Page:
Bruce Shepherd completed an MMath (1987) and PhD (1990) in Combinatorics and Optimization after completing a combined Mathematics and Computer Science BSc at the University of Victoria. His Master's thesis was in Graph Theory under the supervision of Dan Younger, and his PhD thesis was in Polyhedral Combinatorics under the supervision of William Pulleyblank. During his doctoral work he also produced train scheduling software with Pulleyblank for Canadian Pacific Railway (CPR). He went on to hold a NATO Postdoctoral Fellowship working with Lex Schrijver in CWI, Amsterdam and a Von Humboldt Fellowship working with Bernhard Korte in Bonn.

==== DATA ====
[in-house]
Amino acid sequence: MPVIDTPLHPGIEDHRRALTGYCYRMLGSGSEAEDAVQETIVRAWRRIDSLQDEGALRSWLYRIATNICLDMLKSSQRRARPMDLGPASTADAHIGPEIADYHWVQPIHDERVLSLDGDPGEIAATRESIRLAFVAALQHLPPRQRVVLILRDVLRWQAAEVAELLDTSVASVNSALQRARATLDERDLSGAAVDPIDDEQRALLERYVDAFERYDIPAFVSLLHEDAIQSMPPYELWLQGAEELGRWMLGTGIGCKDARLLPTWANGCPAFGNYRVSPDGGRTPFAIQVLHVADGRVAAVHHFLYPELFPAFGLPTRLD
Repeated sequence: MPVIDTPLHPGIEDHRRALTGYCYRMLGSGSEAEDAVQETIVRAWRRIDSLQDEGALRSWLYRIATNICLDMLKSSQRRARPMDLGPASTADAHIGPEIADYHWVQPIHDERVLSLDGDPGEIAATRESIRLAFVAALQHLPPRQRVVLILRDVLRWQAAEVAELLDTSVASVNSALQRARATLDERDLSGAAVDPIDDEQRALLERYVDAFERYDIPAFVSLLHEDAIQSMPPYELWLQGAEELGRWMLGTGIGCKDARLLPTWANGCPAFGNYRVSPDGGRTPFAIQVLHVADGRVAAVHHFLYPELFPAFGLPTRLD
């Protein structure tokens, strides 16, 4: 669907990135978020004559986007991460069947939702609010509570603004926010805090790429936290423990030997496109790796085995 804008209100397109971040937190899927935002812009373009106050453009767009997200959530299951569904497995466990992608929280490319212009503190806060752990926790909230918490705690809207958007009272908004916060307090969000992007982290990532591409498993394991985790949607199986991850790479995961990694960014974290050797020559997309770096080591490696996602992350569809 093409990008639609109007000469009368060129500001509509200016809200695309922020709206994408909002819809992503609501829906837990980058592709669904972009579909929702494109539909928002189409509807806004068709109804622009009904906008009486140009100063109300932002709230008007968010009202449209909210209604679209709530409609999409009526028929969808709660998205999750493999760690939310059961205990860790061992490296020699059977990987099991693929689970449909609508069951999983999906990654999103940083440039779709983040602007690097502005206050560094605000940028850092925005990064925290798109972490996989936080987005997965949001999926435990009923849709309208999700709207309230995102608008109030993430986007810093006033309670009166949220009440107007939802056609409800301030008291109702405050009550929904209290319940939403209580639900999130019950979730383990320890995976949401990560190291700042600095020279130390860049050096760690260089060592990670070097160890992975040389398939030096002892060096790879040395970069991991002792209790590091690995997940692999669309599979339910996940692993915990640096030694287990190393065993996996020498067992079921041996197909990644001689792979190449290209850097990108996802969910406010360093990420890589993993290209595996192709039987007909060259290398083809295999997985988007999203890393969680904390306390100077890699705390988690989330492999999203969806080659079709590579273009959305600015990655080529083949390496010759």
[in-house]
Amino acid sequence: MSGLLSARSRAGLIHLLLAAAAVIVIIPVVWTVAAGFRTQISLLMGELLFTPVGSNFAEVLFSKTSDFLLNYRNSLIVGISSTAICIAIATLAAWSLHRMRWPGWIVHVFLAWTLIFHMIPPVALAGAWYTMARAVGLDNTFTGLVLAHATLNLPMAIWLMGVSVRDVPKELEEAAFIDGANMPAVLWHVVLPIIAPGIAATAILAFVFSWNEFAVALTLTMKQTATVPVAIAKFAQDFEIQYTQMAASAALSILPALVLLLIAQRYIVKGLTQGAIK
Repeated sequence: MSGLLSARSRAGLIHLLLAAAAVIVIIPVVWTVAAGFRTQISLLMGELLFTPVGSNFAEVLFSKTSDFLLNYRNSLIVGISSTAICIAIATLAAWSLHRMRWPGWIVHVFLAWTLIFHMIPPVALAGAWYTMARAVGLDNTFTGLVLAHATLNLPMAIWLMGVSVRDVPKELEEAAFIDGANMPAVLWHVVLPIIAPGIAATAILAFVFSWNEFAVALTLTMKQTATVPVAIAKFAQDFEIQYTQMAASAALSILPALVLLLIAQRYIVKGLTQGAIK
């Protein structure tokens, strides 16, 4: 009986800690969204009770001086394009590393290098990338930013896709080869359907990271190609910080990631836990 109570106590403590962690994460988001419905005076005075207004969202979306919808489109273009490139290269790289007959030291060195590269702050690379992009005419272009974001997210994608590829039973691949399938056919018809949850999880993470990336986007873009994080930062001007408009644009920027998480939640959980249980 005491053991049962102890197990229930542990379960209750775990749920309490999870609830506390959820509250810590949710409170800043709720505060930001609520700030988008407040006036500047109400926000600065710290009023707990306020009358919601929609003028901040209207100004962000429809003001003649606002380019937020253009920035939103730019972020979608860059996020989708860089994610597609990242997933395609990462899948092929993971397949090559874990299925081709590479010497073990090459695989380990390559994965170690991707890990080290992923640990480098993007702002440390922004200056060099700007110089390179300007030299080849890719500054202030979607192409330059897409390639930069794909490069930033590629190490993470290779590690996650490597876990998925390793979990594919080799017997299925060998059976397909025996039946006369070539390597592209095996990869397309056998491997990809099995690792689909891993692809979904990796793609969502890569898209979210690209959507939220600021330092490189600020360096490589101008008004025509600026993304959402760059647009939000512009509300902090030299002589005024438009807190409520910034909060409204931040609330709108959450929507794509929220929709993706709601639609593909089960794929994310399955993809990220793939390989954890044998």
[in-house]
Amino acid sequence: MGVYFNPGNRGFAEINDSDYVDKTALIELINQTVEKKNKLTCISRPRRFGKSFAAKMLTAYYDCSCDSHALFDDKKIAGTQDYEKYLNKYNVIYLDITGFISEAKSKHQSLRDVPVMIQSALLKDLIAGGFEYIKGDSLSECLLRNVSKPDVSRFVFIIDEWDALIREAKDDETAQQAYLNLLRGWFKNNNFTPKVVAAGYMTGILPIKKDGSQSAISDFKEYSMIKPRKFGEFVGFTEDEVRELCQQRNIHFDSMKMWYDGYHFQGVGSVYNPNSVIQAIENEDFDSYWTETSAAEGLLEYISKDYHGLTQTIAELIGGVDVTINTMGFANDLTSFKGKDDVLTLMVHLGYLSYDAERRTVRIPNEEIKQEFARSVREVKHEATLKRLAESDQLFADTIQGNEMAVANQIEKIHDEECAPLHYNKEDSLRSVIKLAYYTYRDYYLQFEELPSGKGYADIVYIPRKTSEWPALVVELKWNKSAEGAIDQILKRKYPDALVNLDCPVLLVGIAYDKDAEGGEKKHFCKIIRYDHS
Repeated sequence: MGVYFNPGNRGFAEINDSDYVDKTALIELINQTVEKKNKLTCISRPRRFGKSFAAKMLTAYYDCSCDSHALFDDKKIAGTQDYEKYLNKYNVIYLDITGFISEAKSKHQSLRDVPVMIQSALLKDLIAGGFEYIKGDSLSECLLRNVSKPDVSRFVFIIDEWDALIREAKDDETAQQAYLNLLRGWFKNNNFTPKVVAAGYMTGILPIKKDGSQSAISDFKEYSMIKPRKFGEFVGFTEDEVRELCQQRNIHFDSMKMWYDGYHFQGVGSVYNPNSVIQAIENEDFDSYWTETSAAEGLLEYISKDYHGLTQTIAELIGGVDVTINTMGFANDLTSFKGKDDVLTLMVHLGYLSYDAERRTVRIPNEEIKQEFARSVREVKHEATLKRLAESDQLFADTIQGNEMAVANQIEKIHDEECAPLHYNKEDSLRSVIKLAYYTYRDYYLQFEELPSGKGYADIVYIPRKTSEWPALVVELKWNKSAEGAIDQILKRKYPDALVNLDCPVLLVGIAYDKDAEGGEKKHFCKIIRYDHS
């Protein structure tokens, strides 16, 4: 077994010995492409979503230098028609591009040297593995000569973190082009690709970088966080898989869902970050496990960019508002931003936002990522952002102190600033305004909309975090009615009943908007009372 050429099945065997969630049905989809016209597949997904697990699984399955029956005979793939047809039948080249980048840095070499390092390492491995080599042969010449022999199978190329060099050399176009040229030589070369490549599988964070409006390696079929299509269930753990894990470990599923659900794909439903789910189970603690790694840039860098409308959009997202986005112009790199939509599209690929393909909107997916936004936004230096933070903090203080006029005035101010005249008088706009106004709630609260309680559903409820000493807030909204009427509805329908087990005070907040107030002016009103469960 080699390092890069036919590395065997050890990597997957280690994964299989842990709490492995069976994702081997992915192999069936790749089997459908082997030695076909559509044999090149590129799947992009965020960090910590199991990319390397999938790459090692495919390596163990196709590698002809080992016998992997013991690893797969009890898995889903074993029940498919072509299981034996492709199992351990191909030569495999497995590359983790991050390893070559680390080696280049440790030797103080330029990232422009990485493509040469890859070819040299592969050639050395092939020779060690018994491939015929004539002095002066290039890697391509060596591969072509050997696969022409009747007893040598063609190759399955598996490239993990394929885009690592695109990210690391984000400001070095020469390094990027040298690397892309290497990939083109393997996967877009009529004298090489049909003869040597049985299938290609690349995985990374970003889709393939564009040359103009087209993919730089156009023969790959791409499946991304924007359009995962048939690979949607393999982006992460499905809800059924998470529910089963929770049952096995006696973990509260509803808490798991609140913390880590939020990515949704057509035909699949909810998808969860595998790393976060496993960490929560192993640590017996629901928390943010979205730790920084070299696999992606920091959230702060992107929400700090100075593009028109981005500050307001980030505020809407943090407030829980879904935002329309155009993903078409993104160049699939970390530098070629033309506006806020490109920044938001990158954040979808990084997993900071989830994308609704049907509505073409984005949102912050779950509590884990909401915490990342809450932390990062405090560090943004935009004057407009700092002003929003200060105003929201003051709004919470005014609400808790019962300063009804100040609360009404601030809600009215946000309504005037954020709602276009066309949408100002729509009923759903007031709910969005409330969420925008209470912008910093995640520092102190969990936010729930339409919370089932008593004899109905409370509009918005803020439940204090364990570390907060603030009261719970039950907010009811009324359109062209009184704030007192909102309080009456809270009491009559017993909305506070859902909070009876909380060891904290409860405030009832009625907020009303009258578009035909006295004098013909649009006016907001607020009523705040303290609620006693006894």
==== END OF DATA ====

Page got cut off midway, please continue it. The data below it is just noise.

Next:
His first academic appointment in 1992 was joint between Math and Operational Research at the London School of Economics. During that time he also performed consulting in Optimization for firms such as British Telecom, Rio-Tinto, and Reuters. In 1997 he joined Bell Labs in Murray Hill, NJ where he continued to divide his time between applications of optimization and the fundamental theory of Combinatorial Optimization. He designed algorithms and produced software in areas such as optical network design, real-time network management, scheduling and internet measurement. He also kept a healthy interest in the theory behind these problems including producing the first model (with Griffin and Wilfong) for the analysis of the world's defacto interdomain routing protocol BGP. With the exception of 2011-12, which he spent in the Theory Group at Microsoft Research, he has held the position of James McGill Professor (internal equivalent of a Tier 1 Canada Research Chair) in the Department of Mathematics and Statistics at McGill University since 2007.